Adam M. Brufsky, MD, PhD: Wasn’t PI3 kinase more related to the more luminal low aggressive subtypes?

Carlos L. Arteaga, MD: I’m not sure yet.

Adam M. Brufsky, MD, PhD: Joyce, would you use ER mutations now in your practice at all? Will you subtype patients? Will you do an ER assay since it’s available?

Joyce A. O’Shaughnessy, MD: No, I don’t think it’s really specifically actionable right now. I think that it’s very important and may have potentially some implications when we have choices in the adjuvant setting. I think that’s a really important question for us to work out because most of these, as Carlos said, have been emerging in metastatic aromatase inhibitor therapy. I don’t think we know yet about adjuvant AI (aromatase inhibitor) therapy. But, no, we’re not going to change our practice patterns because we’re going to use the CDK4/6 inhibitors. There were also data—correct me if I’m wrong—with regard to the BOLERO-2 trial and ESR1 mutations and everolimus and it didn’t make any difference there either. So, the everolimus is going to work no matter which way patients have them or not. I think we’re just going to continue to treat patients as we do anyway, so I don’t think we need to check for it.

Kimberly L. Blackwell, MD: Yes. I agree with Carlos though. The way I’m using it is in patients who haven’t had fulvestrant, if I see this on a Foundation One or some other type of genomic sequencing assay, certainly, fulvestrant goes higher on my list. In general, at ASCO this year, it was shown that the presence of these mutations, the patients’ overall survival, is worsened if you see these mutations in their tumor. So, I think that’s a reflection of that they’re no longer eligible for the endocrine therapy because they develop these mutations in the setting of chronic therapy more so than a worse kind of biology of this disease. That was the largest series ever presented at this year’s meeting of ER mutations.

Carlos L. Arteaga, MD: I agree. But, however, for the patient who is seeking a clinical trial, I think that there are trials now that enroll based on these mutations. These are, trials with ER downregulators that I believe, eventually, maybe would become standard of care.

Kimberly L. Blackwell, MD: I agree with you.

Carlos L. Arteaga, MD: So, I think for that setting, for those patients, I think it’s probably important that they know that there are options for them.

Adam M. Brufsky, MD, PhD: In other words, if you have an ESR mutation, you should probably get something like fulvestrant as opposed to a SERM (selective estrogen receptor modulator) or a SERD (selective estrogen receptor degrader). Is that kind of what you were going?

Carlos L. Arteaga, MD: I would say in the absence of a clinical trial rather than to a new SERD, fulvestrant would be a better choice based on the data we have seen, and the data in the laboratory, too.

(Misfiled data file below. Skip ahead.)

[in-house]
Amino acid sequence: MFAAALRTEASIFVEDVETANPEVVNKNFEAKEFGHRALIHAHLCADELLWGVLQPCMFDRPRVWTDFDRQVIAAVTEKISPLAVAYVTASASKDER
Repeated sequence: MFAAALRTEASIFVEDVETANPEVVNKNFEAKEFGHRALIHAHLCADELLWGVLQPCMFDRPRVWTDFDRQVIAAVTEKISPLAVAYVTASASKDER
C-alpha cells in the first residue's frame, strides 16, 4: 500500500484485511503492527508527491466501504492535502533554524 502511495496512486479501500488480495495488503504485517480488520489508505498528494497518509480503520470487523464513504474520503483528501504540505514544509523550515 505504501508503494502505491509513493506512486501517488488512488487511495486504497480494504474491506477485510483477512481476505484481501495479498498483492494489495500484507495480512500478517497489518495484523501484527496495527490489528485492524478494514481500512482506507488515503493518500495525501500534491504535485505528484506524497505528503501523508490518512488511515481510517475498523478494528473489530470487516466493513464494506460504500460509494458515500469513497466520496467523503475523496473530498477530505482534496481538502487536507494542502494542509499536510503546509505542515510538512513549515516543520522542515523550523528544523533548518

Kimberly L. Blackwell, MD: And for those patients who maybe got a dose or two of fulvestrant and for whatever reason didn’t get it—those are few and far between—I’d certainly consider recycling it when I see these ESR mutations.

Transcript Edited for Clarity
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Transcript:

Adam M. Brufsky, MD, PhD:
Hello, and thank you for joining us today for this OncLive Peer Exchange discussion on the management of advanced breast cancer. Today, I’ll be joined by a panel of leading experts in the field of breast cancer research for a very informative discussion on the latest advances in treatment. My colleagues and I will be covering the data that has come out over the last few months, including information from ASCO 2016, and adding important perspective on how you can use this information in clinical practice.

I am Dr. Adam Brufsky and I am a professor of Medicine at the University of Pittsburgh and associate director for Clinical Investigation at the University of Pittsburgh Cancer Institute. Participating today on our distinguished panel are: Dr. Carlos Arteaga, professor of medicine and cancer biology, director of the Center for Cancer Targeted Therapies, director of the Breast Cancer Program at Vanderbilt University in Nashville, Tennessee; Dr. Kimberly Blackwell, professor of medicine in the Division of Oncology at Duke University Medical Center in Durham, North Carolina; Dr. Joyce O’Shaughnessy, chair of breast cancer research at Baylor Charles A. Sammons Cancer Center, Texas Oncology and U.S. Oncology in Dallas, Texas; and finally Dr. Sunil Verma, professor and head of the Department of Oncology at the University of Calgary and medical director at the Tom Baker Cancer Centre in Calgary, Canada. Thank you so much for joining us, and let’s begin.

The first thing we really want to talk about is hormone receptor advanced and metastatic, hormone receptor-positive breast cancer. And, really, the first thing I think to talk about is a little bit more on a basic science topic. This actually has clinical relevance, and that is, mechanisms of resistance. I think there’s been a lot of excitement recently about estrogen receptor (ER) mutations, and I’ll start with Carlos. What do you think of ER mutations, what’s been discussed at ASCO, and where do you think that’s going?

Carlos L. Arteaga, MD: Well, I think ER mutations are probably a major discovery in that they are a real mechanism of resistance to estrogen deprivation with aromatase inhibitors. Mechanistically, I think this makes a lot of sense. They are mutations in the ER that dispense of that need of estradiol. Therefore, these tumors progress on aromatase inhibitors, but fortunately they seem to be sensitive to other interventions like ER downregulators—like fulvestrant—and suggest that these new ER downregulators that are we developing may be very effective against them. I think what is remarkable is that up to 30% of patients that progress on aromatase inhibitors in the metastatic setting have these alterations, and suggests that we should deploy these ER downregulators, and we can find them, actually, in plasma without the need of a tissue biopsy. We may need to start thinking of incorporating, eventually, into our standard of care, measuring these mutations in plasma in patients that progress on an aromatase inhibitor.